By Elford Alley. This is RETROGRADING, where we love the smell of napalm in the morning.
THE FILM: Apocalypse Now
THE TIME: Fittingly, 1979. Apocalypse Now in a lot of ways represented the end of the dark, complicated films that were so prevalent in the ’70s, such as Dog Day Afternoon, Taxi Driver, or even Texas Chainsaw Massacre. Like those films, Coppola’s movie was influenced by Vietnam, a wave of national tragedies, and good ol’ American malaise.
RECOLLECTIONS: “Saigon… shit”, “Charlie don’t surf!”, “I love the smell of napalm in the morning”, “Are my methods unsound?” Few films are as familiar and quotable as Apocalypse Now, even if many people haven’t actually sat down and watched the movie. The images of Willard rising up from the water to kill Kurtz or forests cleared by waves of fire set to The Doors’ “The End” have endured in pop culture. The film has been parodied again and again. (For the record: no parody has beat Eek the Cat.)
There isn’t even just a single version of the film to watch. Does the viewer watch the Theatrical Cut? Sure, the pacing is better and it clocks in at a reasonable 2.5 hours, but most fans prefer the Redux. At nearly 3.5 hours, this cut included scenes like the French Plantation, which essentially halted the film to a complete stop, but this 15-minute scene around a dinner table did more to disillusion the main characters than all the violence that preceded it. But if a viewer really wanted to meditate on the war’s impact on the American psyche, they could grab a bootleg of the five-hour Workprint version. (Don’t actually bootleg movies, people. — Ed.)
Like its spiritual cousin, Full Metal Jacket, Apocalypse Now remains a classic after nearly 40 years because it’s entirely unlike any of the forgettable American war films that have hit the cinema in the last 60 years. In Coppola’s unforgiving vision, no one in the film was a saint. There were no heroes to laud and look up to. In fact, the line between heroes and villains remained blurred until its bloody climax, when Willard finished his task and left the temple to the bowing of Kurtz’s people. At that moment, both Willard and the audience share the same thought: What’s the point of all this? Which, despite the satire and grandiose moments found in the third act, is what makes Apocalypse Now one of the more powerful, and possibly one of the most honest, films ever made about the Vietnam War.
THE DIRECTOR: Francis Ford Coppola already sealed his place as one of the greats earlier in the decade with The Godfather Parts I & II and The Conversation. Apocalypse Now was bigger, darker, and more ambitious than anything he ever tried before and it damn near killed him.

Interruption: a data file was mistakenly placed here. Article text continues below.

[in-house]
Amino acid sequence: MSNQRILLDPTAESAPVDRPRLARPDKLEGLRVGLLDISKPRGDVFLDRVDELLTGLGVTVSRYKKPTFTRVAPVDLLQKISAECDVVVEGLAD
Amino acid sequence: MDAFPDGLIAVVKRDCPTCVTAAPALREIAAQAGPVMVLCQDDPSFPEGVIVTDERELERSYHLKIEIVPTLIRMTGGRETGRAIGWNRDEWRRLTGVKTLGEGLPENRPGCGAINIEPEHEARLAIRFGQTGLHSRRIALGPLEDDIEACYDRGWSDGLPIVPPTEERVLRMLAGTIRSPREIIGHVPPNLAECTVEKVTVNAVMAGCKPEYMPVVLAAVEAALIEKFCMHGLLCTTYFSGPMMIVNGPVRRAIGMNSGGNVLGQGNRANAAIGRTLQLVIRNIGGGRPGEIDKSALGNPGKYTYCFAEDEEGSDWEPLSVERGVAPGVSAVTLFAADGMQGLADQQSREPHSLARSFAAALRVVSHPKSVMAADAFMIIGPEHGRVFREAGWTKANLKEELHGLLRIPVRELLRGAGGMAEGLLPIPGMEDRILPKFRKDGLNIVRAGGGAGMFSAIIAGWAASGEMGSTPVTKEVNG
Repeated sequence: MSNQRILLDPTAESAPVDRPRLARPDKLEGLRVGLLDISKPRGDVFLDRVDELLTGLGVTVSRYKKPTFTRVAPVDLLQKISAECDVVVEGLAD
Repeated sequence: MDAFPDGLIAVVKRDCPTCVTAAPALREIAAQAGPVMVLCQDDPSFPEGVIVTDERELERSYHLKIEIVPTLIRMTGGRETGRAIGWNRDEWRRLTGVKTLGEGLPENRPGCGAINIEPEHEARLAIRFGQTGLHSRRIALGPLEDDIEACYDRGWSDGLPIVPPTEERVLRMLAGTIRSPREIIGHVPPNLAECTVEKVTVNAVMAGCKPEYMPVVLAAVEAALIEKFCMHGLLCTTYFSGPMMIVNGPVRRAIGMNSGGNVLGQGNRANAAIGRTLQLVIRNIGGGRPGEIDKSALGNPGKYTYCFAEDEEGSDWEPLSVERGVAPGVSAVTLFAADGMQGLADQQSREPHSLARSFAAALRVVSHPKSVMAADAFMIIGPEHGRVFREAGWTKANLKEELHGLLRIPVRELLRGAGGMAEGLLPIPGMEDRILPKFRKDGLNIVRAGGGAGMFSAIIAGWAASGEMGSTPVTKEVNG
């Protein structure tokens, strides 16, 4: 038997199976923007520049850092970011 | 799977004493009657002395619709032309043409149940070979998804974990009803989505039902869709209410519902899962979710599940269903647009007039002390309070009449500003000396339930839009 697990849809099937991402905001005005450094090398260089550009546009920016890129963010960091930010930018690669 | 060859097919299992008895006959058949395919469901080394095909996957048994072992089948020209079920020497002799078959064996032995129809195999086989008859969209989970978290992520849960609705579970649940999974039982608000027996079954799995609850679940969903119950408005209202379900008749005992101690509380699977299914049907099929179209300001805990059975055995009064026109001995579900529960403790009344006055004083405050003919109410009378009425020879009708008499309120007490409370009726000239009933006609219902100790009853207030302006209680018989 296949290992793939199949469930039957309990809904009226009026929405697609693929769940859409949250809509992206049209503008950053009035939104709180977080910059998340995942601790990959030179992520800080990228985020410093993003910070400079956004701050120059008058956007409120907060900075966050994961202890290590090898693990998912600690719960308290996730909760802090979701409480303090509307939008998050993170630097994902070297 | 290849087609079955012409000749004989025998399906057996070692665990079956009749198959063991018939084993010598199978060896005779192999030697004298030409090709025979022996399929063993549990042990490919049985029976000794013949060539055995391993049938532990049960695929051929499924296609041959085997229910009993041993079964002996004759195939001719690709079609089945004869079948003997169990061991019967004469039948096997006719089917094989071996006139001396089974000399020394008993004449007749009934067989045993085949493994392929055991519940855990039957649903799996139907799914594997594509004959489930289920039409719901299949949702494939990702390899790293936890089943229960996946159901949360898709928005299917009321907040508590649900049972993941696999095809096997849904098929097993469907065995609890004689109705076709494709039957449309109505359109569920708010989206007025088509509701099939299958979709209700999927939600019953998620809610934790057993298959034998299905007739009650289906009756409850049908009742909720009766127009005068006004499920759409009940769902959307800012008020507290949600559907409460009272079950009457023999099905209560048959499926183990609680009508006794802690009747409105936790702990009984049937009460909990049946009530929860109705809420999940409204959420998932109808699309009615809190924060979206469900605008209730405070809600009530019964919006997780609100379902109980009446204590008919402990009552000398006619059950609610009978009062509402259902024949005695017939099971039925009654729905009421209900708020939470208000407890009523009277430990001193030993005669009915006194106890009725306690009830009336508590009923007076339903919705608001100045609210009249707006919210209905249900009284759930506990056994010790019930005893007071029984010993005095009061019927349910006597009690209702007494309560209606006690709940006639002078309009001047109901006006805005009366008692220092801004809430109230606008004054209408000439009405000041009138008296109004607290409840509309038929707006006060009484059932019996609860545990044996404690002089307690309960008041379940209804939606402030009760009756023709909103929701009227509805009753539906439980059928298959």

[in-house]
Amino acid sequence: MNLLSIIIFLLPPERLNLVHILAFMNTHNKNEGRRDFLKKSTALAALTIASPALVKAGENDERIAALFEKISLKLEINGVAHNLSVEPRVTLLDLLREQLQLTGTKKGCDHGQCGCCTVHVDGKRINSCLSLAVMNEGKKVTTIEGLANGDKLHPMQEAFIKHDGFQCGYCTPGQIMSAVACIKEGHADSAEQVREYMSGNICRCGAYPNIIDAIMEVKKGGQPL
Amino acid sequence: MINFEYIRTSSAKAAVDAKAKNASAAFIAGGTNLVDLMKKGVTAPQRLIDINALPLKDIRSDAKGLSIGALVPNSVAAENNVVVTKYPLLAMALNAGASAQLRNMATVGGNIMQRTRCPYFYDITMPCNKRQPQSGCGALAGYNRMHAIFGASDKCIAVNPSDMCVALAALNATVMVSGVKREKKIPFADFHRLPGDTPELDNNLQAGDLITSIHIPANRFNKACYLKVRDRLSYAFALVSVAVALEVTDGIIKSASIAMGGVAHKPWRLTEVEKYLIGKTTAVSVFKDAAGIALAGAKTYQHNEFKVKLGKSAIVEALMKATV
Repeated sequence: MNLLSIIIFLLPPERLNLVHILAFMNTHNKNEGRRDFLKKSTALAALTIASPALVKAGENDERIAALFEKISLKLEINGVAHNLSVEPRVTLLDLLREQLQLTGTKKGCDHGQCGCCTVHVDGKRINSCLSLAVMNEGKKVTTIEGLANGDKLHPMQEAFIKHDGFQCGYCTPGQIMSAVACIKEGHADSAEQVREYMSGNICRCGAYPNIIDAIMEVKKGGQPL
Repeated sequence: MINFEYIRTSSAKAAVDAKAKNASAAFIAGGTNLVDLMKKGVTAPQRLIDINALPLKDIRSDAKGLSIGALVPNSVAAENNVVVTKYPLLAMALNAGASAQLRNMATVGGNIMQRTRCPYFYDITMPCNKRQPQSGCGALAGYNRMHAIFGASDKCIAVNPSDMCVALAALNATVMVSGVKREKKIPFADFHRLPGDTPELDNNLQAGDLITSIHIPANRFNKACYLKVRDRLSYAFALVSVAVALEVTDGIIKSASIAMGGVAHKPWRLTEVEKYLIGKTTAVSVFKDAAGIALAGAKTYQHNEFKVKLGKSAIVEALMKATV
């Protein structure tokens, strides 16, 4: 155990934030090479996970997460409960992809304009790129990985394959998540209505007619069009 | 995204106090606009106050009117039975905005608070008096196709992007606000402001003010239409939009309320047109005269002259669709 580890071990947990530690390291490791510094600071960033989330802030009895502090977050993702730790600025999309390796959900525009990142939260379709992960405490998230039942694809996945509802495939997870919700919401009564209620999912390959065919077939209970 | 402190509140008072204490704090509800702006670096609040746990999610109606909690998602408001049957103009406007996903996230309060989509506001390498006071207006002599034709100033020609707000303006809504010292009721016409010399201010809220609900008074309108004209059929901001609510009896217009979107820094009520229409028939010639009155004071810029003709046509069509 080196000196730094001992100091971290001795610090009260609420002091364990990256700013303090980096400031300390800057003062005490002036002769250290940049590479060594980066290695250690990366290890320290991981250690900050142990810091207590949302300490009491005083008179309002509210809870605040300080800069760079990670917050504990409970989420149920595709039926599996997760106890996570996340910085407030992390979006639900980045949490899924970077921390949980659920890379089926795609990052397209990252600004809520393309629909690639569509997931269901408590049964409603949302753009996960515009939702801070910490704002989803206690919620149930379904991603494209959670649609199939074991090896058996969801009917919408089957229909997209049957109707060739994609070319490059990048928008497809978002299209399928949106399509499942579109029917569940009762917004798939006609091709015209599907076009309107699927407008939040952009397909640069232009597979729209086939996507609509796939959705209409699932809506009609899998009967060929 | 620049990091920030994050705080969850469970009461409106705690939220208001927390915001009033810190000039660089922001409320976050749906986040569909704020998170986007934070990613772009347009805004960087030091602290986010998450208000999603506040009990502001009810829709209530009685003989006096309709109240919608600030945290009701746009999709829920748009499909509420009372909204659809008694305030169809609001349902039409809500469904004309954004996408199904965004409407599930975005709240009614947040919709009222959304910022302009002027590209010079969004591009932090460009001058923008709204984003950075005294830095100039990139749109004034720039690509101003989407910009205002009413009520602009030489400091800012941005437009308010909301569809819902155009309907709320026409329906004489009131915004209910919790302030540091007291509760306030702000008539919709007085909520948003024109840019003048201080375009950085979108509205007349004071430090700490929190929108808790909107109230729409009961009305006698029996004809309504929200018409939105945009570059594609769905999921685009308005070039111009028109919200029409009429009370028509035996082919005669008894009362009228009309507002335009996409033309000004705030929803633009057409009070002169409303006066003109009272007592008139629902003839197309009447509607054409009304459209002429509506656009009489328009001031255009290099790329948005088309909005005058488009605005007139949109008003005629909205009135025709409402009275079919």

Coppola had suffered a nervous breakdown, a seizure, and he considered suicide multiple times as his actors quit (or had heart attacks), typhoons destroyed his sets, or his extras (actual Filipino soldiers in many cases) suddenly split to go fight rebels elsewhere. His wife Eleanor Coppola documented all the madness and for those interested, the material was eventually used in the 1991 documentary, Heart of Darkness.
THE CAST: Martin Sheen starred as Willard, the protagonist sent to destroy Marlon Brando’s maniacal soldier-turned-cult leader Colonel Kurtz. The opening scene where Martin Sheen’s character has a breakdown in his hotel room and cuts open his hand? Authentic. (Also authentic? The water buffalo sacrifice — er, don’t Google that.) Laurence Fishburne lied about his age to secure the part of Mr. Clean at just 14 years old. Dennis Hopper took on the role as Kurtz’s journalistic apostle, and Robert Duvall stole the entire film with just a few minutes as the surf-obsessed Lt. Colonel Kilgore.
But Marlon Brando, showing up on set vastly more overweight than what the filmmakers were expecting, demanding to be shot in darkness, and insisting that he be allowed to improvise his lines, delivered an unsettling and surprisingly restrained performance as a professional soldier and family man, one who peered into the abyss and then decided to set up shop deep within a Cambodian temple.
NOSTALGIA-FEST OR REPRESSED NIGHTMARE? Nostalgia-Fest. This is an unrelentingly dark, sometimes satirical, look at a long and harrowing war. Making the film pushed the filmmakers and actors to the brink, but gave us a movie that has been hailed as a masterwork since debuting at Cannes back in 1979.
RETROGRADE: 7 out of 10